The gestation index, precoital time, and the number of implantation sites were unaffected by treatment up to 500 mg/kg.


ORGAN WEIGHTS (PARENTAL ANIMALS)
At 500 mg/kg, significantly lower terminal body weights and absolute heart, thymus (absolute and relative), spleen, prostate and seminal vesicle (absolute and relative) weights were observed for males, as well as significantly higher relative brain, liver, kidneys and testes weights. For females, significantly higher liver (absolute and relative) and kidneys (relative only) were observed.
For animals at 250 mg/kg, significantly lower terminal body weights were seen for males and significantly lower absolute thymus weights were seen for both sexes (relative thymus weights were also significantly lower for females).
At 125 mg/kg, significantly lower absolute heart (males only), absolute and relative thyroid (females only) and higher relative testes weights were observed. These changes were not considered to be toxicologically relevant because they occurred in the absence of a dose response relationship, were not supported by corroborating evidence from the histological examination, and remained within in the range of available historical control data considered normal for animals of this age and strain.

NOTE: Because the sample size for selected females at 500 mg/kg is only 2 animals, any statistical significance must be interpreted with the limited number of animals in mind.

GROSS PATHOLOGY (PARENTAL ANIMALS)
For the animals that were found dead or killed in extremis at 500 mg/kg, the following macroscopic findings were observed: emaciation, isolated reddish focus/foci on the stomach glandular mucosa, isolated dark red foci on the left lateral lobe and right median lobe of the liver, thickened limiting ridge of the stomach, dark red discoloration of the liver, reddish discoloration of the mesenteric lymph node, many grey-white foci on the kidneys, enlarged kidneys, liver, iliac lymph nodes, and/or adrenal glands, reduced size of the thymus, spleen, seminal vesicles and/or prostate, pale and red-brown discoloration of the left kidney and/or the left kidney papilla, GI-tract distended with gas, and/or beginning autolysis.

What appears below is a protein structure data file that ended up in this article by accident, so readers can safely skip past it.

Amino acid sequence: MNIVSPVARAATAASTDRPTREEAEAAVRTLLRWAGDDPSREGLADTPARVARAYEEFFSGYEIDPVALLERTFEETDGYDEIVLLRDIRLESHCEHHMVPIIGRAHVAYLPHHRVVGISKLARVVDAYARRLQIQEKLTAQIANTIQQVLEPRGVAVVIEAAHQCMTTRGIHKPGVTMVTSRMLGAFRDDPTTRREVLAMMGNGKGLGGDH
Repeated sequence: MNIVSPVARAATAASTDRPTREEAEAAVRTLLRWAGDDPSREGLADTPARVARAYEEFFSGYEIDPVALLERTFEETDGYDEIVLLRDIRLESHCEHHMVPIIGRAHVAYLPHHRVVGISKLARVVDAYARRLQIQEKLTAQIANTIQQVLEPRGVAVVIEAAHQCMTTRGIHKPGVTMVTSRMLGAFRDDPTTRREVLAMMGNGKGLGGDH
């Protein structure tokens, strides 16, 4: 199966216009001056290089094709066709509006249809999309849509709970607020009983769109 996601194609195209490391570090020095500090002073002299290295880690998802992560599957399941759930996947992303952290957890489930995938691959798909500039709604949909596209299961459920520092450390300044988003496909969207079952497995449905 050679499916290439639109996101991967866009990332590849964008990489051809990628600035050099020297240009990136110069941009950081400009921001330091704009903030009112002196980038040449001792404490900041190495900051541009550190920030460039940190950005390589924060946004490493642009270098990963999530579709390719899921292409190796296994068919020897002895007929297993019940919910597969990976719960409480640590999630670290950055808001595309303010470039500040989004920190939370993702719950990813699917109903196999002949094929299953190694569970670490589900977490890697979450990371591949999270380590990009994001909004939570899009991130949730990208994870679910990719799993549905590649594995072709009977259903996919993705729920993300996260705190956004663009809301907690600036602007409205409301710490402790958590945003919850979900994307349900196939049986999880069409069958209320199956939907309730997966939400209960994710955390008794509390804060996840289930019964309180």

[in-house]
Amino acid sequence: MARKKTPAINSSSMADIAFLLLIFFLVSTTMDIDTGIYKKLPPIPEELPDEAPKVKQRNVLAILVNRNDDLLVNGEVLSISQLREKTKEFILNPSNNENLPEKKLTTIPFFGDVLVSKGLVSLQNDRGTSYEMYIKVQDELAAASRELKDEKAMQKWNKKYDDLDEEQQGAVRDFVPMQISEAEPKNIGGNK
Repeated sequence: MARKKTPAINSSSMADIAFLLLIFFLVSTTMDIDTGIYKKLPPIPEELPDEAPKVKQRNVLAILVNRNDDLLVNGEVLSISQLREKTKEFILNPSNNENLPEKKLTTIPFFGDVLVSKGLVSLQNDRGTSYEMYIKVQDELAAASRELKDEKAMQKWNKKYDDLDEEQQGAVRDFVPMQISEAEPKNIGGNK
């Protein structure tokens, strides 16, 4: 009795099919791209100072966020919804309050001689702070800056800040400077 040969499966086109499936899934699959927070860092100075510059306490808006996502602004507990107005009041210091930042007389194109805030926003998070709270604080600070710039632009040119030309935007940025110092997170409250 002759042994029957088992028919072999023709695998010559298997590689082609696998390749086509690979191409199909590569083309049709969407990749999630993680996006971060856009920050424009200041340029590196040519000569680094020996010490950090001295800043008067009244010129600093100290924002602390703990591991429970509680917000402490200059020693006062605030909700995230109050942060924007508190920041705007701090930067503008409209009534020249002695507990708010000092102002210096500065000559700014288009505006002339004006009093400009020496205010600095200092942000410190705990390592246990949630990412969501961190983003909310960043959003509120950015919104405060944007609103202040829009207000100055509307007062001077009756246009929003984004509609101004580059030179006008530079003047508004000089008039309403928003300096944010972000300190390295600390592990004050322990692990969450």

No macroscopic findings were noted for two animals that were also killed in extremis.
At 250 mg/kg, findings for animals killed in extremis included emaciation, enlarged kidneys and/or liver, pelvic dilation of the right kidney, dilation of the ureter, thickened limiting ridge of the stomach, irregular surface of the stomach glandular mucosa, watery-clear contents of the caecum, enlarged ceacum, reddish contents of the urinary bladder, reduced sized of the seminal vesicles, thymus, and/or spleen.

Several treatment related macroscopic findings were noted for animals at 500 mg/kg that survived to the end of the scheduled treatment period including: emaciated appearance, reduced size of the thymus, prostate, seminal vesicles, and/or pituitary, isolated reddish focus/foci on the stomach glandular mucosa, thickened cranial nerves III-VI, mandibular lymph nodes, and/or the spleen, and/or gelatinous appearance of the salivary glands. Kidney findings included: enlarged appearance or reduced in size, grey-white foci, irregular surface, watery-clear cysts, pelvic dilation, and/or pale discoloration.

An enlarged right mandibular lymph node and an enlarged spleen were noted for a single male and female that survived to the end of the scheduled treatment period at 250 mg/kg, respectively.

There were no toxicologically relevant findings noted up to 125 mg/kg.